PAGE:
The Kingdom’s artistic legacy barely survived the Khmer Rouge regime. Decades on, traditional dancers from Cambodian Living Arts are enthralling audiences once more
By Daniel Besant Photography by Sam Jam
As the lights come up, three sumptuously clad dancers appear out of the gloom. In the middle, dressed in white robes with an intricate, pointed golden headdress and frangipani and jasmine blooms in her hair, is the lead dancer. Two more performers, no less magnificently attired, flank her.
They pose impassively, replicating the stone carvings of celestial apsara dancers that adorn the walls of Cambodia’s jewel in the archaeological crown – Angkor Wat. Slowly, with exquisite poise and grace, they begin to move, each a mirror for the others’ movements. It is as if the ancient Angkorian carvings are coming to life.
The dancers are part of a troupe trained by Cambodian Living Arts (CLA), an organisation dedicated to the revival of Khmer arts and to providing a living wage to performers. Tonight’s hour-long show takes the enraptured audience through the gamut of traditional and classical styles, some from rich royal traditions, others based in the cycles of farming life.
To the side of the stage, set in the gardens of Cambodia’s National Museum, musicians from a mini orchestra accompany the dancers, their complex rhythms and sinuous melodies providing markers for the dancer’s motions. After the apsara dancers exit, some more mischievous characters tumble on to the stage. A young girl squeals in delight as two men wearing monkey masks cavort, mimicking simian moves and gestures right down to the scratching of irritating itches. Despite the levity, the dance is steeped in ancient tradition, being part of the Reamker, a Khmer version of the Indian epic Ramayana.
Others have more earthly origins, with props including fish traps, wicker scoops and long rice-threshing sticks – reflecting the country’s deep agricultural roots. In the tonaitin (harvest dance), the performers sway, bend and turn, replicating the age-old process of planting and harvesting rice. Later, the kuos ang-kre (rice-threshing dance) employs the aforementioned sticks, the dancers jumping in and out of the space between the fast-moving farm tools before a pair of performers clack them together and catch a dancer’s ankles.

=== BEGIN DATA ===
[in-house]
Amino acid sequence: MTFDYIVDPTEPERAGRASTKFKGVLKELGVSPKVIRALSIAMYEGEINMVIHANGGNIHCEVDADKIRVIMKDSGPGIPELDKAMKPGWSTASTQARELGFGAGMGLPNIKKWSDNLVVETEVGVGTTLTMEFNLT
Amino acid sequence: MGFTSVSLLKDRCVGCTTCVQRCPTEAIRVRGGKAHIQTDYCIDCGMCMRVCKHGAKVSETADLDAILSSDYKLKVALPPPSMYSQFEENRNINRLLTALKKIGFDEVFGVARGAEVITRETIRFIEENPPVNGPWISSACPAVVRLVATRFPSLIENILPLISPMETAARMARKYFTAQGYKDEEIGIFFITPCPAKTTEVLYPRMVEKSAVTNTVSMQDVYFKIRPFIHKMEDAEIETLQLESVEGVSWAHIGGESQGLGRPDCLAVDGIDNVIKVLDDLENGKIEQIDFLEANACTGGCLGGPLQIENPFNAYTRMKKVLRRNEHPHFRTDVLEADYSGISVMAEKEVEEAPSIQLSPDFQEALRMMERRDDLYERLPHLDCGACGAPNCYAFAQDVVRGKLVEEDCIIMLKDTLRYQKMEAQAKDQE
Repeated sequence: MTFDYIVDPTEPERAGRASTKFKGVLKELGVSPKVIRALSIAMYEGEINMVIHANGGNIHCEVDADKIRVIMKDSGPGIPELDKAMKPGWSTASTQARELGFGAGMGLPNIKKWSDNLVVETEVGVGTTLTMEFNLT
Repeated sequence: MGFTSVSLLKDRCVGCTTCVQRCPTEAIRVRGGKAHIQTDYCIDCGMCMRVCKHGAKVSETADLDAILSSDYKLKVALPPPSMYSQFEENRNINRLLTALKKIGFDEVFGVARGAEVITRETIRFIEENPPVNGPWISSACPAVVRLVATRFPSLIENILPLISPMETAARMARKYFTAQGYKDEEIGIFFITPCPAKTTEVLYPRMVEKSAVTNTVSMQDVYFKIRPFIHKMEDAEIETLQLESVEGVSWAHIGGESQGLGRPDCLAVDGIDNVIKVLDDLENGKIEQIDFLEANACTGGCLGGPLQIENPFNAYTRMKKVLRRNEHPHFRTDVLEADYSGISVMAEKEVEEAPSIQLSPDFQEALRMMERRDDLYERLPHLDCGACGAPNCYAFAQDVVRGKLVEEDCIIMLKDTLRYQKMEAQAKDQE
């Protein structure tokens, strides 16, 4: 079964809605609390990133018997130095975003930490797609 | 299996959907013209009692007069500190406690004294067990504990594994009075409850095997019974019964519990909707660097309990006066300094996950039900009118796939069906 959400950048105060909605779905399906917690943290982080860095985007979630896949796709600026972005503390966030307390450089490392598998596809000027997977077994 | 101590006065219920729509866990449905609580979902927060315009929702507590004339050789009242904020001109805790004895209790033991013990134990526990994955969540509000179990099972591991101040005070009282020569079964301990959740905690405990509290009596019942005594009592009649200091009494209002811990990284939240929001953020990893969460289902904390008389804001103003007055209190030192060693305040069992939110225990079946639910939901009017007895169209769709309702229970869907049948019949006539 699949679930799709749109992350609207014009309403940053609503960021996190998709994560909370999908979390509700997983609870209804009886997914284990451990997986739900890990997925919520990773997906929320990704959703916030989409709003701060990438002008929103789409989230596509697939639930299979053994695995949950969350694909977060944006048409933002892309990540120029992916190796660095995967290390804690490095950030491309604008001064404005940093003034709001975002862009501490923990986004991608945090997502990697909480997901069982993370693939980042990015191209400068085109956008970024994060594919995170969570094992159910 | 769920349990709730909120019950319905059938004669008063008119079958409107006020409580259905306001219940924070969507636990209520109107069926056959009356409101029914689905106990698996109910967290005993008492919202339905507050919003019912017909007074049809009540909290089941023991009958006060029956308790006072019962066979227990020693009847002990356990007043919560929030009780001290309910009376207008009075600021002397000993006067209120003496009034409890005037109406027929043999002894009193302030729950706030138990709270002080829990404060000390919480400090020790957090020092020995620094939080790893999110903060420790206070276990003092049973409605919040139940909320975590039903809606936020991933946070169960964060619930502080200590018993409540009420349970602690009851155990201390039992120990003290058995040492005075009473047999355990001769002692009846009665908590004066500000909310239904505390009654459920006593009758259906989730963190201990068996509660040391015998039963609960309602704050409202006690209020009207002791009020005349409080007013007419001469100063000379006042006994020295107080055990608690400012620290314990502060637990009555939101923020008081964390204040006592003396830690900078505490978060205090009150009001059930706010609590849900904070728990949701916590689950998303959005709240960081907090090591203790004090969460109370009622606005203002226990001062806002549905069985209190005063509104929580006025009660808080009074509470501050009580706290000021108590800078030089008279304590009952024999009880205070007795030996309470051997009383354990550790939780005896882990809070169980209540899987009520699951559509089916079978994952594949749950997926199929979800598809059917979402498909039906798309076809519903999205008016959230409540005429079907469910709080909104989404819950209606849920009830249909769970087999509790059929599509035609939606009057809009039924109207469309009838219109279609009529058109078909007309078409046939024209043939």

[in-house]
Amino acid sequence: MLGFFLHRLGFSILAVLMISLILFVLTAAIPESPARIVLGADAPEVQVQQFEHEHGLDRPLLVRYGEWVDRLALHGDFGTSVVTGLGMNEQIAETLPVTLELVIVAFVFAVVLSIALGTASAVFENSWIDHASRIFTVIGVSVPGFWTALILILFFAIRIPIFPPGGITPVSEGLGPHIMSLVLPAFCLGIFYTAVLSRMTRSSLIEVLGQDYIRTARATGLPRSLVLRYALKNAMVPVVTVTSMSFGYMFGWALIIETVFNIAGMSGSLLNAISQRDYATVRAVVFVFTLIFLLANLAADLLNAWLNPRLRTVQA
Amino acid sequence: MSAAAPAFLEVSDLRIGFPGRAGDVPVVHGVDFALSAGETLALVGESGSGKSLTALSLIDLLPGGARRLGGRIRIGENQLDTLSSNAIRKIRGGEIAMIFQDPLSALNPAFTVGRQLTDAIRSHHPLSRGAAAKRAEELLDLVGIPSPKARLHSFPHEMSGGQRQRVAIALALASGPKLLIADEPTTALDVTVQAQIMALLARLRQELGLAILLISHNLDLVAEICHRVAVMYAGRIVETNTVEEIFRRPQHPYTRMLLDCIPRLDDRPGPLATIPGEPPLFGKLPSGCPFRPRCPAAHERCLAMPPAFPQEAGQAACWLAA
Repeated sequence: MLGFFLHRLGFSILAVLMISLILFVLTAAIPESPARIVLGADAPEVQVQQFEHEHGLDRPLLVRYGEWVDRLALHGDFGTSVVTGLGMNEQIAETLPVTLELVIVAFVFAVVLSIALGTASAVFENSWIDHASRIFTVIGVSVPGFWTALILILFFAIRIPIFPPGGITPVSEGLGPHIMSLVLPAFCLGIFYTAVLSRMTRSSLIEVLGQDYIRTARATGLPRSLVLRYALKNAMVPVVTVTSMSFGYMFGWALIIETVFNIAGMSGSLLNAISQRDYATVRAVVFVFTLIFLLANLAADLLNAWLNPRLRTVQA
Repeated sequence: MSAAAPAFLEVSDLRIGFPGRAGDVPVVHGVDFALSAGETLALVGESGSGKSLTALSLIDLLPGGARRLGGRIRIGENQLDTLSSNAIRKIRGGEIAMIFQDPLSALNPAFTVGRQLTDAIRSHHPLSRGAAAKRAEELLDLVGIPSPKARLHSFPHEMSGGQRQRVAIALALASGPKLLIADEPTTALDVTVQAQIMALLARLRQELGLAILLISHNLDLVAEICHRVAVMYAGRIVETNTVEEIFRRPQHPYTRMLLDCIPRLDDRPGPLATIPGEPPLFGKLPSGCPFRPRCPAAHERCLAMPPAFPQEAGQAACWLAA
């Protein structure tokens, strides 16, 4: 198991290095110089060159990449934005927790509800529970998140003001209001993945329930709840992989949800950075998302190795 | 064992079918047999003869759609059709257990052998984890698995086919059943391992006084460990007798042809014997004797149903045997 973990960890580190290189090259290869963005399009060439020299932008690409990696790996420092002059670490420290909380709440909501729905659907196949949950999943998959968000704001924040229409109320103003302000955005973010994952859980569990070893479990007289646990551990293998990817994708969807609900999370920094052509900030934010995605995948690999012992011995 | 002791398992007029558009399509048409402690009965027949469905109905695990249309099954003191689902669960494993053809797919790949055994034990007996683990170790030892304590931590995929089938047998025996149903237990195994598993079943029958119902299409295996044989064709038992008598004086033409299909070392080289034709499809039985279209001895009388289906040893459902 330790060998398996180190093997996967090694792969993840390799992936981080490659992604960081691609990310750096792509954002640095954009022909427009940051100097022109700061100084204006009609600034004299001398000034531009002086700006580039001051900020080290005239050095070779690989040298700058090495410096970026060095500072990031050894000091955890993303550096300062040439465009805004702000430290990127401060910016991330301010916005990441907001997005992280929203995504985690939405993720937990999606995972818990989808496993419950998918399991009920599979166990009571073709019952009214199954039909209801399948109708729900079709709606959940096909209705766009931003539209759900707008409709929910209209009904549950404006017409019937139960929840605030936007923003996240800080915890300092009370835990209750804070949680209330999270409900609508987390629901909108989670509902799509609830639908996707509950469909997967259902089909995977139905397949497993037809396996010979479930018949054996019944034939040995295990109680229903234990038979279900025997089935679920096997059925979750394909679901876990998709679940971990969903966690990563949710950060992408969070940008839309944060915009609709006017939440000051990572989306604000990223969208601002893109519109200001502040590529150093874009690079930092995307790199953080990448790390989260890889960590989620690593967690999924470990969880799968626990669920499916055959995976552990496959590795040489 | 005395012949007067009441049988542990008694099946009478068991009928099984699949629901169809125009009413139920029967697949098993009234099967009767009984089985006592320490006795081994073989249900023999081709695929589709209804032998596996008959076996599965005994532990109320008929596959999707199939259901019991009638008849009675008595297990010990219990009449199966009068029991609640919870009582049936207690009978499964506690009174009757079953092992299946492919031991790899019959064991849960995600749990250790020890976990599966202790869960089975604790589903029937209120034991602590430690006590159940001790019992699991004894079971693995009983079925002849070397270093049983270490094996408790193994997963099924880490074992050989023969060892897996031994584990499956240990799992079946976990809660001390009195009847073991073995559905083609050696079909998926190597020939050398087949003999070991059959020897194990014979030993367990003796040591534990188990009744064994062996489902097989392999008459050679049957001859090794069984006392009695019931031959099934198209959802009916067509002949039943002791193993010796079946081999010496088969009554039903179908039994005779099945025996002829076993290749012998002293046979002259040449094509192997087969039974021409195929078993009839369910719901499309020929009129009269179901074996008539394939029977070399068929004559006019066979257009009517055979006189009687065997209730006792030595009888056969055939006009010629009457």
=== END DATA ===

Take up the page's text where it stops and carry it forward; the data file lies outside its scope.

This dance is a favourite for Din Darathtey, CLA’s communications coordinator. “It’s done at Khmer New Year in the villages. It brings back good memories,” she says. “Nowadays,
I live in the city, so I don’t get to see it that often.”
Sitting in the museum gardens before a performance, 25-year-old Neang Visal, one of the dancers, speaks of his love of the arts and his passion for dance. Visal was brought up in Phnom Penh’s White Building, a 1960s concrete housing project that is home to many artists, musicians and performers and which now is rumoured to be under threat of demolition. “Through dance, tourists can learn about Cambodian life, culture and history,” Visal says. “And Cambodians are not generally interested in the arts, so it’s good to show them too.”
It’s no understatement to say that the arts have suffered. Under the brutal Khmer Rouge regime of 1975 to 1979, artists were targets. Up to 90% of them died, many singled out for execution. This devastating blow almost destroyed many of the country’s rich artistic traditions. But from the ashes, those artists who survived began to teach a new generation their skills and the fruits of these efforts can be witnessed in this show.
At the forefront of this revival is CLA, which was founded as the Cambodian Master Performers Programme in 1998 to support four surviving traditional artists so that they could pass on their skills and knowledge to a new generation. Now CLA assists ten master artists who teach hundreds of young Cambodians across the country.
Back at the museum, a turquoise-costumed dancer with an elaborate train takes the stage. This is the Pailin Peacock Dance, which comes from the Kola ethnic minority in northwestern Cambodia. Joined by a similarly attired performer, the pair then mimic the mating ritual of the fine-feathered fowl.
And to end the evening, a red-cheeked man appears from the back of the hall, the actor playing a seller of palm wine with ribald humour and friendly bonhomie. He leads the ensemble in the aforementioned kuos ang-kre, the percussive noises of sticks, drums and stamping feet bringing a rousing end to the evening.